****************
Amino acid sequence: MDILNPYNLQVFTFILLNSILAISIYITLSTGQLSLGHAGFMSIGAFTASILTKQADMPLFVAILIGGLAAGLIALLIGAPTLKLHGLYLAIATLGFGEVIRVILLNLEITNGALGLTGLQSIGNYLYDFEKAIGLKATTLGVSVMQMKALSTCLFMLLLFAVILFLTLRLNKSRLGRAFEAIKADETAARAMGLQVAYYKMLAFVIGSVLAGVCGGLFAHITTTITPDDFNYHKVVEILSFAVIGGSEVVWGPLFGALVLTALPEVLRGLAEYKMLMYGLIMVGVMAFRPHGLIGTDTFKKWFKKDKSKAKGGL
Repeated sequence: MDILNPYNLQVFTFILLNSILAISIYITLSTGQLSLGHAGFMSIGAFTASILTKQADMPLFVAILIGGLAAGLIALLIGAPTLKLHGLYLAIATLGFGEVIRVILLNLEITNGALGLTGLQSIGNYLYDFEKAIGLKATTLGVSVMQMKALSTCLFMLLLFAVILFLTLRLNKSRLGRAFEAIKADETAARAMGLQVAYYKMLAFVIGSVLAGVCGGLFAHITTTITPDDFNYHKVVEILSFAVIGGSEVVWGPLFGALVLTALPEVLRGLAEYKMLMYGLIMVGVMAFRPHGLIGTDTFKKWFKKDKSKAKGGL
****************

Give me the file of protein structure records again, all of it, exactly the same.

Amino acid sequence: MDILNPYNLQVFTFILLNSILAISIYITLSTGQLSLGHAGFMSIGAFTASILTKQADMPLFVAILIGGLAAGLIALLIGAPTLKLHGLYLAIATLGFGEVIRVILLNLEITNGALGLTGLQSIGNYLYDFEKAIGLKATTLGVSVMQMKALSTCLFMLLLFAVILFLTLRLNKSRLGRAFEAIKADETAARAMGLQVAYYKMLAFVIGSVLAGVCGGLFAHITTTITPDDFNYHKVVEILSFAVIGGSEVVWGPLFGALVLTALPEVLRGLAEYKMLMYGLIMVGVMAFRPHGLIGTDTFKKWFKKDKSKAKGGL
Repeated sequence: MDILNPYNLQVFTFILLNSILAISIYITLSTGQLSLGHAGFMSIGAFTASILTKQADMPLFVAILIGGLAAGLIALLIGAPTLKLHGLYLAIATLGFGEVIRVILLNLEITNGALGLTGLQSIGNYLYDFEKAIGLKATTLGVSVMQMKALSTCLFMLLLFAVILFLTLRLNKSRLGRAFEAIKADETAARAMGLQVAYYKMLAFVIGSVLAGVCGGLFAHITTTITPDDFNYHKVVEILSFAVIGGSEVVWGPLFGALVLTALPEVLRGLAEYKMLMYGLIMVGVMAFRPHGLIGTDTFKKWFKKDKSKAKGGL